Back in the late 50’s one of my favorite shows was Wyatt Earp, starring Hugh O’Brien. Wyatt Earp carried a gun called the “Buntline Special”. It was a gun designed by Ned Buntline a journalist, who designed a pistol with an extra long barrel. As an adult, I realized that it must have been barrel envy that prompted so many gunfights with Wyatt.
The one Law that Wyatt insisted on in the old west town of Tombstone Arizona, was “No Guns Allowed”. Firearm technology had advanced so much that the Colt .45 was a weapon that had to be restricted. There were laws to protect citizens, but Wyatt thought it to be easier to collect all firearms as the men (women played no significant part in TV westerns) entered the town. It was a pain in the neck but way easier than dealing with those cowpokes using their guns. As the song went on Wyatt Earp, Wyatt Earp, Brave, Courageous, and Bold. Wyatt Earp, Wyatt Earp, long may his story be told.Fifty years later I am still telling the story.
Moving ahead in the space-time continuum I found myself visiting the 1964 world’s fair in Flushing, New York. You may remember the site of the Fair as it was imortalized in the movie Men in Black. That fair was about the Future. Most of the pavilions hosted exhibits telling of what life would be like in the 21st Century. They promised Flying Cars, my favorite prediction. Many of the exhibits talked about the Technology of the future and how kids would learn using Technology. I do not remember the specifics since that was so many years ago, but I loved future predictions like: Someday kids will have powerful computers the size of a deck of cards. These computers will be able to seek out and deliver information in various forms to these kids. They would be able to exchange ideas and collaborate globally. Back in 1964 that would have been a radical concept way beyond anything in existence.
Shortly after that World’s Fair, we landed men on the Moon. Amazingly, many of those World’s Fair predictions have come true. I am still waiting for those Flying cars. Now we move closer to the 21st Century. No more of the Old West is left. Technology has moved at a rapid pace since that Fair. Kids carry in their pockets computers that are more powerful than those used to place men on the moon. Students may use these computers for all that was predicted. For an educator it is beyond imagination to have students equipped with the ability to access information pertinent to learning at any time. These tools of technology go way beyond anything really imagined from the 60’s.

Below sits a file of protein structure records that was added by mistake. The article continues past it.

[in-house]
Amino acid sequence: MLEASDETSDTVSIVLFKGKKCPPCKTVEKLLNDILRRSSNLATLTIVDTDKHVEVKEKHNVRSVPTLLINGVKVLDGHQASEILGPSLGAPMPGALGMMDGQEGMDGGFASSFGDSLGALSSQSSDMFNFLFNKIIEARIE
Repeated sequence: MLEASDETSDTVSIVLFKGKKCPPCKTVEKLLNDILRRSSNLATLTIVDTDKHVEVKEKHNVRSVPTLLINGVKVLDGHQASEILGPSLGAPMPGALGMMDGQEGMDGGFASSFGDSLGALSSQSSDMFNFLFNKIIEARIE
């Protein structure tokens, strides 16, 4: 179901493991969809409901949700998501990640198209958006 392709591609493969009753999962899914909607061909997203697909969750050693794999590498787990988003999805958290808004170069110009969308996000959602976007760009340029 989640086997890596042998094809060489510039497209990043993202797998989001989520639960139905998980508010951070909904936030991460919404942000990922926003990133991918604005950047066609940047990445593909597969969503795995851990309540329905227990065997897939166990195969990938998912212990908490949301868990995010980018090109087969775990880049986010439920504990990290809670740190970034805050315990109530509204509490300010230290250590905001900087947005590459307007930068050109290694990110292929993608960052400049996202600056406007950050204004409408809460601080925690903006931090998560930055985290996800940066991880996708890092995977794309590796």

Now I need to tie things together so that this all makes sense. In many districts across the land we have educational leaders who see themselves as Wyatt Earp. They have discipline policies in place. Every class has rules generated by the teacher, or collaboratively agreed upon by the class itself. There are established consequences for inappropriate actions. With all of this in place educators are not inclined to enforce their own discipline policies. NO CELLPHONES ALLOWED. This is not the wild west. Whatever happened to Brave , Courageous and Bold?
If a kid is using a cellphone in class, a teacher needs to do two things. First enforce the rule addressing inappropriate behavior in class. Second, reflect on why a student finds more engagement in cellphone use than engagement in the lesson for the day! As educators we are the adults in the room. We need to Guide our students to appropriate behavior. In addition we need to model appropriate behavior. There are many teachers using their cellphones at inappropriate times.
We are dealing with many issues that did not exist even a few years ago. We need to proceed using common sense and focus on what is needed to promote and support Learning. Our students are not indentured servants. We have to guide them with the same respect we expect from them. I can only hope that a short time from now we will look back on these wild west policies of leaving cellphones at the door and ask, “What the hell were we thinking?’ Let us strive to harness the power of these very personal computers and have our students use them to engage in learning, and save its other functions for more appropriate times. While we are at it let’s direct students to use technology for speeding along the invention and implementation of flying cars. My selfish request.